Greenmanville Church (1851)

Sunday, January 14th, 2018 Posted in Churches, Greek Revival, Mystic, Stonington | No Comments »

The Greenmanville Church at Mystic Seaport was built in 1851 during the area’s heyday as a shipbuilding center. As related in Seventh Day Baptists in Europe and America, Vol. II (1910):

In 1838 three brothers, George, Clarke and Thomas S. Greenman, members of the First Hopkinton church, settled in Mystic, Conn., and commenced the ship-building business. Thirteen years later, 1849, they built a mill for the manufacture of woolen goods. About these industries sprang up a village called Greenmanville. The most of those working in the ship-yard were Sabbath-keepers, and being several miles removed from any Seventh-day Baptist church, it was deemed wise to organize one. This was done in August, 1850, with about forty members. The constituent members were mostly from the First Hopkinton church, a few from the Waterford church, and one from the Newport church. The largest membership, fifty-six, was reached the first year and it held pretty well up to this for thirty years. Its present (1902) number is eighteen.

Though it never enrolled a large number of members, yet it exercised a wide influence in denominational and other circles. George Greenman, a member of this church, was president of the Seventh-day Baptist Missionary Society for thirty-one years. The leading men of the church took an active part in the anti-slavery struggle, and the temperance cause has been supported by these godly men. Clarke Greenman, Thomas S. Greenman and Benjamin F. Langworthy served the town in the state legislature at different times.

The congregation was depleted with the decline of the shipyard in the 1870s and 1880s and the selling of the woolen mill to owners of another denomination. The church closed in 1904 and the building then served as a private residence and an apartment building before it was acquired by Mystic Seaport in 1955. The Seaport moved the church from its original site (near the current Visitor Center) to its present location. For a time, the church was called the Aloha Meetinghouse and was a nondenominational church. Mystic Seaport added the current tower clock, built in 1857 by the Howard Clock Company of Massachusetts. The clock is on loan from Yale, where it was once located in the Old South Sheffield Hall of the Sheffield Scientific School. Read the rest of this entry »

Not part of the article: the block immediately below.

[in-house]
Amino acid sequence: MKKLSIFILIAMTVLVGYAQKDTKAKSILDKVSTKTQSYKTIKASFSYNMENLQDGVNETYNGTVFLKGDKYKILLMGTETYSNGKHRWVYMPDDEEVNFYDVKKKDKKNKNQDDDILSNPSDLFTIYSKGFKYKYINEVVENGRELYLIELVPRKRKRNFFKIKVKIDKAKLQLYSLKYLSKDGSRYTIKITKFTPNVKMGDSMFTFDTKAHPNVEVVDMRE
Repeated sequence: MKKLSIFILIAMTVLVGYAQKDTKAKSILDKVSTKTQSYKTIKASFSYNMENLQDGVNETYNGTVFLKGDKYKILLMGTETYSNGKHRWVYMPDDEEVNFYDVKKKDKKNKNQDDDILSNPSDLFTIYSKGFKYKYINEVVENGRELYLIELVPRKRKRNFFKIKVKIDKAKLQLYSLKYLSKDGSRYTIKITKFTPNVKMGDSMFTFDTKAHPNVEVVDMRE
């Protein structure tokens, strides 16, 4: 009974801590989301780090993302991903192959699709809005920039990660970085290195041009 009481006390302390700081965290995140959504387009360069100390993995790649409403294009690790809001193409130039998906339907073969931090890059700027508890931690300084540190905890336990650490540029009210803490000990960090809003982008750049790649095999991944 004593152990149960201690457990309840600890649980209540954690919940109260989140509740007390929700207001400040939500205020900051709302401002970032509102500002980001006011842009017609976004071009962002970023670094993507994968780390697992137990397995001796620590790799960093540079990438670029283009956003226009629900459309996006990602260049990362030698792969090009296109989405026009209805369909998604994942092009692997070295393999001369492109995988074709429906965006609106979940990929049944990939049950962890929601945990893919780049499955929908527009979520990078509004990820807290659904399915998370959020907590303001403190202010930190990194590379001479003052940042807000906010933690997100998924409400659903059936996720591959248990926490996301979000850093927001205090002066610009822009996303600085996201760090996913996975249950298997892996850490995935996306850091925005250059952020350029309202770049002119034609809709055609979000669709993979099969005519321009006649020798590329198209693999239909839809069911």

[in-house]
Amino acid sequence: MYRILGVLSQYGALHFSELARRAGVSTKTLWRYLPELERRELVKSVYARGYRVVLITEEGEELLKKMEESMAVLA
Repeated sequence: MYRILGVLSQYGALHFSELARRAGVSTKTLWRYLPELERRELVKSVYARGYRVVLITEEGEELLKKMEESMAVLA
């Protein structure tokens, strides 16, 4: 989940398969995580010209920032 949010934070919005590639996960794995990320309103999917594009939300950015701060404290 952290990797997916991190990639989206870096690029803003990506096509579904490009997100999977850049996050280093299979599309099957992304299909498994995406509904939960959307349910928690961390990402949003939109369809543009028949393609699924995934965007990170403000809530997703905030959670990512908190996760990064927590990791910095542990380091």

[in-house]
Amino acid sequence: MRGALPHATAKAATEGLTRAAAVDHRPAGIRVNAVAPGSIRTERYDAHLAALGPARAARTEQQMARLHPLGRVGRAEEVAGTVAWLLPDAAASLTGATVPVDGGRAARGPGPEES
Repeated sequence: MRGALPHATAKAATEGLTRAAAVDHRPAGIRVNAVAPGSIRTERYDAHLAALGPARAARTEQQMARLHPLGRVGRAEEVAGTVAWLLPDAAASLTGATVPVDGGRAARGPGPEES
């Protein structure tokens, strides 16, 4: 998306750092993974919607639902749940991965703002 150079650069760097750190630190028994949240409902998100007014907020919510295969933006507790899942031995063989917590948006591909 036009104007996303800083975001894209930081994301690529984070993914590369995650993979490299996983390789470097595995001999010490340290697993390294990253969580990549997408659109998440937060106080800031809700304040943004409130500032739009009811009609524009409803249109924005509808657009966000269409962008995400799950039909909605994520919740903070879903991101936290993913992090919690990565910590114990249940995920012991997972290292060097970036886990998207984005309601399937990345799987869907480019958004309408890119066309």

Connecticut Science Center (2009)

Monday, January 1st, 2018 Posted in Hartford, Museums, Postmodern | No Comments »

Happy New Year!! For New Year’s Day, here’s a relatively new “historic” building that’s become a modern Hartford landmark. The Connecticut Science Center, designed by C├ęsar Pelli, was erected as part of the city’s Adriaen’s Landing development. The Science Center is nine stories, 154,000 square feet and is the first science center to generate most of its power from an on-site fuel cell. The Center opened its doors in 2009.

Old Chaplin Town Hall – Chaplin Museum (1840)

Friday, December 22nd, 2017 Posted in Chaplin, Greek Revival, Public Buildings | No Comments »